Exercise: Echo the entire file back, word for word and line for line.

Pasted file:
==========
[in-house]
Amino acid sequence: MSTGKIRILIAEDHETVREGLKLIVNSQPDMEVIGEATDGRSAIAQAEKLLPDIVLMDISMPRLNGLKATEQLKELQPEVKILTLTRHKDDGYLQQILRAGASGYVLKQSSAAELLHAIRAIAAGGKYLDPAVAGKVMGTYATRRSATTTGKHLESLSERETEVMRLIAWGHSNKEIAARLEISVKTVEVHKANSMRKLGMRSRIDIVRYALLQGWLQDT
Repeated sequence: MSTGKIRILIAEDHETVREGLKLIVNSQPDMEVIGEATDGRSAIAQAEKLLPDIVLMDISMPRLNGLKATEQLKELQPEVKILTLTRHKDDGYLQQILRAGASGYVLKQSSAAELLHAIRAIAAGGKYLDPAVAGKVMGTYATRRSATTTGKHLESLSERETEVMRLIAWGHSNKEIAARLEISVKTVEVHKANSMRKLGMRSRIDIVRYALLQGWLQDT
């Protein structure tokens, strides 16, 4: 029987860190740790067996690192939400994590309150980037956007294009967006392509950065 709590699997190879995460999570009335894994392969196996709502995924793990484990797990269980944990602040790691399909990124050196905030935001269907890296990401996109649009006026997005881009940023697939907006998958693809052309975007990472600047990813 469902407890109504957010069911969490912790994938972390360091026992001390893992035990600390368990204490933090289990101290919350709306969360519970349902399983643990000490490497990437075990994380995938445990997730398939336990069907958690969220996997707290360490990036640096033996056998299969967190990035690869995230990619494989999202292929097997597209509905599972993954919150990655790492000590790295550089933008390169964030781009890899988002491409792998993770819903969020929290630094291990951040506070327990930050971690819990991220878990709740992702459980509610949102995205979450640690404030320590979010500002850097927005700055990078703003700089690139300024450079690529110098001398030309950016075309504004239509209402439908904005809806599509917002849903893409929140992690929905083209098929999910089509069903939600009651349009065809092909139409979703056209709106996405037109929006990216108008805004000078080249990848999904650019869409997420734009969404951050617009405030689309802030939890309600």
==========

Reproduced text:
[in-house]
Amino acid sequence: MSTGKIRILIAEDHETVREGLKLIVNSQPDMEVIGEATDGRSAIAQAEKLLPDIVLMDISMPRLNGLKATEQLKELQPEVKILTLTRHKDDGYLQQILRAGASGYVLKQSSAAELLHAIRAIAAGGKYLDPAVAGKVMGTYATRRSATTTGKHLESLSERETEVMRLIAWGHSNKEIAARLEISVKTVEVHKANSMRKLGMRSRIDIVRYALLQGWLQDT
Repeated sequence: MSTGKIRILIAEDHETVREGLKLIVNSQPDMEVIGEATDGRSAIAQAEKLLPDIVLMDISMPRLNGLKATEQLKELQPEVKILTLTRHKDDGYLQQILRAGASGYVLKQSSAAELLHAIRAIAAGGKYLDPAVAGKVMGTYATRRSATTTGKHLESLSERETEVMRLIAWGHSNKEIAARLEISVKTVEVHKANSMRKLGMRSRIDIVRYALLQGWLQDT
């Protein structure tokens, strides 16, 4: 029987860190740790067996690192939400994590309150980037956007294009967006392509950065 709590699997190879995460999570009335894994392969196996709502995924793990484990797990269980944990602040790691399909990124050196905030935001269907890296990401996109649009006026997005881009940023697939907006998958693809052309975007990472600047990813 469902407890109504957010069911969490912790994938972390360091026992001390893992035990600390368990204490933090289990101290919350709306969360519970349902399983643990000490490497990437075990994380995938445990997730398939336990069907958690969220996997707290360490990036640096033996056998299969967190990035690869995230990619494989999202292929097997597209509905599972993954919150990655790492000590790295550089933008390169964030781009890899988002491409792998993770819903969020929290630094291990951040506070327990930050971690819990991220878990709740992702459980509610949102995205979450640690404030320590979010500002850097927005700055990078703003700089690139300024450079690529110098001398030309950016075309504004239509209402439908904005809806599509917002849903893409929140992690929905083209098929999910089509069903939600009651349009065809092909139409979703056209709106996405037109929006990216108008805004000078080249990848999904650019869409997420734009969404951050617009405030689309802030939890309600």